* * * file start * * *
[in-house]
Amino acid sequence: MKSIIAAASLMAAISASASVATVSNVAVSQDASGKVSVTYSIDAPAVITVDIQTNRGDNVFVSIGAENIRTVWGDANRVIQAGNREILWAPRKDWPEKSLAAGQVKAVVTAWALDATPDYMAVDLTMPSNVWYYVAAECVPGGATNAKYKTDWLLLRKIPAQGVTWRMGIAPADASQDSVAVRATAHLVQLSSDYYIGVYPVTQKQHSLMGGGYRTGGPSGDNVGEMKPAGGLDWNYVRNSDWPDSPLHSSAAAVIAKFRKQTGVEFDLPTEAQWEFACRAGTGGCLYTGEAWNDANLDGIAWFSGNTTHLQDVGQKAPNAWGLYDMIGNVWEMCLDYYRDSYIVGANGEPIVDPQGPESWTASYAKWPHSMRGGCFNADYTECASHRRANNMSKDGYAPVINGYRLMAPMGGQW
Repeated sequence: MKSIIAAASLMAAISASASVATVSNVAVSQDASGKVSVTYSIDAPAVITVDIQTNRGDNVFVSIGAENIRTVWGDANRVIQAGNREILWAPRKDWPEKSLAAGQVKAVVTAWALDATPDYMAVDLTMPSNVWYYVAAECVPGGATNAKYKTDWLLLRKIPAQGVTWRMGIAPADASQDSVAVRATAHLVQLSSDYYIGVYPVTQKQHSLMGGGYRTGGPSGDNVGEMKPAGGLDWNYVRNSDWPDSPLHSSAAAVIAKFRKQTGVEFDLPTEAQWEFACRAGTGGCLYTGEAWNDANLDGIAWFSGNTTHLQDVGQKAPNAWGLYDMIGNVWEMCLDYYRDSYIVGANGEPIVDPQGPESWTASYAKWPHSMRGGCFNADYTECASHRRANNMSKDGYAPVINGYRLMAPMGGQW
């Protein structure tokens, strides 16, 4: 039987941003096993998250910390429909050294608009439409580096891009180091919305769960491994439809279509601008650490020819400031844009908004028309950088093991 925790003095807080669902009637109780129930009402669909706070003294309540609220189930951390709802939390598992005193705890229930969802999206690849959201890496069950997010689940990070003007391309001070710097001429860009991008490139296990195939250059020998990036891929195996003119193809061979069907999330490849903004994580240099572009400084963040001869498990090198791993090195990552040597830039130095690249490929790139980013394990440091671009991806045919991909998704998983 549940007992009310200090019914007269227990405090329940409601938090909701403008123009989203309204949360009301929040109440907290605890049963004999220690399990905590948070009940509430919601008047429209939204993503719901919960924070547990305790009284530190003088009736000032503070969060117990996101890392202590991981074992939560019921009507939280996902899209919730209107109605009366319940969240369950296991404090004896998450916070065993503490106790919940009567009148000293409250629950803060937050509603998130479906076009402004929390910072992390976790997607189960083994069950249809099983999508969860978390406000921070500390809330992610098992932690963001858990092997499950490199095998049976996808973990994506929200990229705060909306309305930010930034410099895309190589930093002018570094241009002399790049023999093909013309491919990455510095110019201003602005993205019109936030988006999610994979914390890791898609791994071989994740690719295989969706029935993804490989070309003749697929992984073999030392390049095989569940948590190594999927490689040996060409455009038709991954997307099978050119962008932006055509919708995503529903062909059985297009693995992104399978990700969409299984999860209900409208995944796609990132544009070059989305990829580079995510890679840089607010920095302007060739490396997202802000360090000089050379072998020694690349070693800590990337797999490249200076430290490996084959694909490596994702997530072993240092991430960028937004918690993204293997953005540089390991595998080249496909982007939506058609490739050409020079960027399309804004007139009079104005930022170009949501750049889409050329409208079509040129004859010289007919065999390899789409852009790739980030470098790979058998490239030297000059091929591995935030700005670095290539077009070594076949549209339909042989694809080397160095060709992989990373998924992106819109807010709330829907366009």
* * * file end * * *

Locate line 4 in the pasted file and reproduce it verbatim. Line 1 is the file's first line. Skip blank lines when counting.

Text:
């Protein structure tokens, strides 16, 4: 039987941003096993998250910390429909050294608009439409580096891009180091919305769960491994439809279509601008650490020819400031844009908004028309950088093991 925790003095807080669902009637109780129930009402669909706070003294309540609220189930951390709802939390598992005193705890229930969802999206690849959201890496069950997010689940990070003007391309001070710097001429860009991008490139296990195939250059020998990036891929195996003119193809061979069907999330490849903004994580240099572009400084963040001869498990090198791993090195990552040597830039130095690249490929790139980013394990440091671009991806045919991909998704998983 549940007992009310200090019914007269227990405090329940409601938090909701403008123009989203309204949360009301929040109440907290605890049963004999220690399990905590948070009940509430919601008047429209939204993503719901919960924070547990305790009284530190003088009736000032503070969060117990996101890392202590991981074992939560019921009507939280996902899209919730209107109605009366319940969240369950296991404090004896998450916070065993503490106790919940009567009148000293409250629950803060937050509603998130479906076009402004929390910072992390976790997607189960083994069950249809099983999508969860978390406000921070500390809330992610098992932690963001858990092997499950490199095998049976996808973990994506929200990229705060909306309305930010930034410099895309190589930093002018570094241009002399790049023999093909013309491919990455510095110019201003602005993205019109936030988006999610994979914390890791898609791994071989994740690719295989969706029935993804490989070309003749697929992984073999030392390049095989569940948590190594999927490689040996060409455009038709991954997307099978050119962008932006055509919708995503529903062909059985297009693995992104399978990700969409299984999860209900409208995944796609990132544009070059989305990829580079995510890679840089607010920095302007060739490396997202802000360090000089050379072998020694690349070693800590990337797999490249200076430290490996084959694909490596994702997530072993240092991430960028937004918690993204293997953005540089390991595998080249496909982007939506058609490739050409020079960027399309804004007139009079104005930022170009949501750049889409050329409208079509040129004859010289007919065999390899789409852009790739980030470098790979058998490239030297000059091929591995935030700005670095290539077009070594076949549209339909042989694809080397160095060709992989990373998924992106819109807010709330829907366009």